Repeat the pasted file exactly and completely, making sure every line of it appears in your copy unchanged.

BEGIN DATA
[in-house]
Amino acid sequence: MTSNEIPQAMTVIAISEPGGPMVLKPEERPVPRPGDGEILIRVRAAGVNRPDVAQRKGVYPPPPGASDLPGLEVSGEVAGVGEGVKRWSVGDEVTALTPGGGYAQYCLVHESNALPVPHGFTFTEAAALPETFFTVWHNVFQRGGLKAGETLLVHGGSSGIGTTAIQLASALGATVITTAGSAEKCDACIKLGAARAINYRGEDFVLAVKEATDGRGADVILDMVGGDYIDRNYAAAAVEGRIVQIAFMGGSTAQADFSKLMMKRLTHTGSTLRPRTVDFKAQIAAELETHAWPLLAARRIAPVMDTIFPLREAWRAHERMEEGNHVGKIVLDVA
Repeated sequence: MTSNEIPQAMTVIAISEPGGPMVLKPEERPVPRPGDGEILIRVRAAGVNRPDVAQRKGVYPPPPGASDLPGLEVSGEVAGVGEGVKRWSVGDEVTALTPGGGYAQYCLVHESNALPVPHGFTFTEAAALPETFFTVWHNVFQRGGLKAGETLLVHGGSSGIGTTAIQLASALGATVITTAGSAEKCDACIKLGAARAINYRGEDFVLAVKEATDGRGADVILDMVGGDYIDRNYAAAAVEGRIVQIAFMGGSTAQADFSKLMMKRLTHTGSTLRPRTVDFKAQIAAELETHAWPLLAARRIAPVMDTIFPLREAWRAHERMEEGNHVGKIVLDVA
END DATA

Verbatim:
[in-house]
Amino acid sequence: MTSNEIPQAMTVIAISEPGGPMVLKPEERPVPRPGDGEILIRVRAAGVNRPDVAQRKGVYPPPPGASDLPGLEVSGEVAGVGEGVKRWSVGDEVTALTPGGGYAQYCLVHESNALPVPHGFTFTEAAALPETFFTVWHNVFQRGGLKAGETLLVHGGSSGIGTTAIQLASALGATVITTAGSAEKCDACIKLGAARAINYRGEDFVLAVKEATDGRGADVILDMVGGDYIDRNYAAAAVEGRIVQIAFMGGSTAQADFSKLMMKRLTHTGSTLRPRTVDFKAQIAAELETHAWPLLAARRIAPVMDTIFPLREAWRAHERMEEGNHVGKIVLDVA
Repeated sequence: MTSNEIPQAMTVIAISEPGGPMVLKPEERPVPRPGDGEILIRVRAAGVNRPDVAQRKGVYPPPPGASDLPGLEVSGEVAGVGEGVKRWSVGDEVTALTPGGGYAQYCLVHESNALPVPHGFTFTEAAALPETFFTVWHNVFQRGGLKAGETLLVHGGSSGIGTTAIQLASALGATVITTAGSAEKCDACIKLGAARAINYRGEDFVLAVKEATDGRGADVILDMVGGDYIDRNYAAAAVEGRIVQIAFMGGSTAQADFSKLMMKRLTHTGSTLRPRTVDFKAQIAAELETHAWPLLAARRIAPVMDTIFPLREAWRAHERMEEGNHVGKIVLDVA